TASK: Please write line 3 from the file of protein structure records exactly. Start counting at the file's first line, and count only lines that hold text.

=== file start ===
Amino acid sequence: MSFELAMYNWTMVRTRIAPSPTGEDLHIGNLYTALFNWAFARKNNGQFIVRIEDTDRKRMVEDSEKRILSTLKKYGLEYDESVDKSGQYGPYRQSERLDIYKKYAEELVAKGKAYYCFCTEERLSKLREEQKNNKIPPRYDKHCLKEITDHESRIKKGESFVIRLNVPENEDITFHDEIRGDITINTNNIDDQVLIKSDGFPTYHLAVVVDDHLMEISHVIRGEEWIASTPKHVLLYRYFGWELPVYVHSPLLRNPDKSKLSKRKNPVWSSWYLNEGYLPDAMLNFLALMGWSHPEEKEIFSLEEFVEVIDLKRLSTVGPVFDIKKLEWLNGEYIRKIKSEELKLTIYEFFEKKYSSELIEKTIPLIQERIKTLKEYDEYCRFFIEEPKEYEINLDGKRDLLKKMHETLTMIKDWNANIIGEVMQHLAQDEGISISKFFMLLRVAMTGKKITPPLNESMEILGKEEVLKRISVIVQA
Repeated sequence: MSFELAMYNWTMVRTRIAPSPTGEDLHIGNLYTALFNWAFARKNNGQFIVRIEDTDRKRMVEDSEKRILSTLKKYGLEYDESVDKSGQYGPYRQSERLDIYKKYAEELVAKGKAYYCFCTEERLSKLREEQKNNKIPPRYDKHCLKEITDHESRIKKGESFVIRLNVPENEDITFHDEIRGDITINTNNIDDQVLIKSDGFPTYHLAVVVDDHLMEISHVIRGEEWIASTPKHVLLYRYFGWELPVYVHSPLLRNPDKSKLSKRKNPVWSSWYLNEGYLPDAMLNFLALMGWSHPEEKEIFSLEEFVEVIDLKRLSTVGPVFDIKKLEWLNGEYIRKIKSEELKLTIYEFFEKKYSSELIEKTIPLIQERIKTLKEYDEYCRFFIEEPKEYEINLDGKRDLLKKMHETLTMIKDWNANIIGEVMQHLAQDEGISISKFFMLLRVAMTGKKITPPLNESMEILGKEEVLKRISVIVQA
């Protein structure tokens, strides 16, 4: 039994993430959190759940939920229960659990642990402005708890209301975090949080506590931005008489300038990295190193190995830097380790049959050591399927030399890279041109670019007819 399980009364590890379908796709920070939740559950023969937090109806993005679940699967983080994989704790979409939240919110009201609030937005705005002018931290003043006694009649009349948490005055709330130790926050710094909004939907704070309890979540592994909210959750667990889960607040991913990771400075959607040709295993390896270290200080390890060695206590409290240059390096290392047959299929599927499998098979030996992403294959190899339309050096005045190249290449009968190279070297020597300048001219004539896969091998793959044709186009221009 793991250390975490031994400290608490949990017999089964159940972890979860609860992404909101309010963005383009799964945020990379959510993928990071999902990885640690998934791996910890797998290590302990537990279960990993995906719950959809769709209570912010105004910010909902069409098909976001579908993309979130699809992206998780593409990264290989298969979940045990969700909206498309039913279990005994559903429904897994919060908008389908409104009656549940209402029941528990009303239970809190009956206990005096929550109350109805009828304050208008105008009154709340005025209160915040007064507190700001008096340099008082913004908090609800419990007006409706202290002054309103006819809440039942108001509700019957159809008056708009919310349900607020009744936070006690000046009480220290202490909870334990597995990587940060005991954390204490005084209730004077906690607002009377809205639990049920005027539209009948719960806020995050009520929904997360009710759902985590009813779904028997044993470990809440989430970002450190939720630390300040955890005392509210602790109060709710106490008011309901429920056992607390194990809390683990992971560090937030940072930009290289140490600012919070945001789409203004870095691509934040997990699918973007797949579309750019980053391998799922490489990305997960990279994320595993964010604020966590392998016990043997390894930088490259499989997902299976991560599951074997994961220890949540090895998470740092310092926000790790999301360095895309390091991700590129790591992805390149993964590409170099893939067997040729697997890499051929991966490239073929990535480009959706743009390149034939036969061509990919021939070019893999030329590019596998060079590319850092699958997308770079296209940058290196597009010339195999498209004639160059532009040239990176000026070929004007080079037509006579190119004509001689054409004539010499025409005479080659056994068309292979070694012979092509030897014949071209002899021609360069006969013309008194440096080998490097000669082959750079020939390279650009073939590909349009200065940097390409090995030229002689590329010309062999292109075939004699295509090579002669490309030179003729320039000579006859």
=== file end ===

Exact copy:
């Protein structure tokens, strides 16, 4: 039994993430959190759940939920229960659990642990402005708890209301975090949080506590931005008489300038990295190193190995830097380790049959050591399927030399890279041109670019007819 399980009364590890379908796709920070939740559950023969937090109806993005679940699967983080994989704790979409939240919110009201609030937005705005002018931290003043006694009649009349948490005055709330130790926050710094909004939907704070309890979540592994909210959750667990889960607040991913990771400075959607040709295993390896270290200080390890060695206590409290240059390096290392047959299929599927499998098979030996992403294959190899339309050096005045190249290449009968190279070297020597300048001219004539896969091998793959044709186009221009 793991250390975490031994400290608490949990017999089964159940972890979860609860992404909101309010963005383009799964945020990379959510993928990071999902990885640690998934791996910890797998290590302990537990279960990993995906719950959809769709209570912010105004910010909902069409098909976001579908993309979130699809992206998780593409990264290989298969979940045990969700909206498309039913279990005994559903429904897994919060908008389908409104009656549940209402029941528990009303239970809190009956206990005096929550109350109805009828304050208008105008009154709340005025209160915040007064507190700001008096340099008082913004908090609800419990007006409706202290002054309103006819809440039942108001509700019957159809008056708009919310349900607020009744936070006690000046009480220290202490909870334990597995990587940060005991954390204490005084209730004077906690607002009377809205639990049920005027539209009948719960806020995050009520929904997360009710759902985590009813779904028997044993470990809440989430970002450190939720630390300040955890005392509210602790109060709710106490008011309901429920056992607390194990809390683990992971560090937030940072930009290289140490600012919070945001789409203004870095691509934040997990699918973007797949579309750019980053391998799922490489990305997960990279994320595993964010604020966590392998016990043997390894930088490259499989997902299976991560599951074997994961220890949540090895998470740092310092926000790790999301360095895309390091991700590129790591992805390149993964590409170099893939067997040729697997890499051929991966490239073929990535480009959706743009390149034939036969061509990919021939070019893999030329590019596998060079590319850092699958997308770079296209940058290196597009010339195999498209004639160059532009040239990176000026070929004007080079037509006579190119004509001689054409004539010499025409005479080659056994068309292979070694012979092509030897014949071209002899021609360069006969013309008194440096080998490097000669082959750079020939390279650009073939590909349009200065940097390409090995030229002689590329010309062999292109075939004699295509090579002669490309030179003729320039000579006859």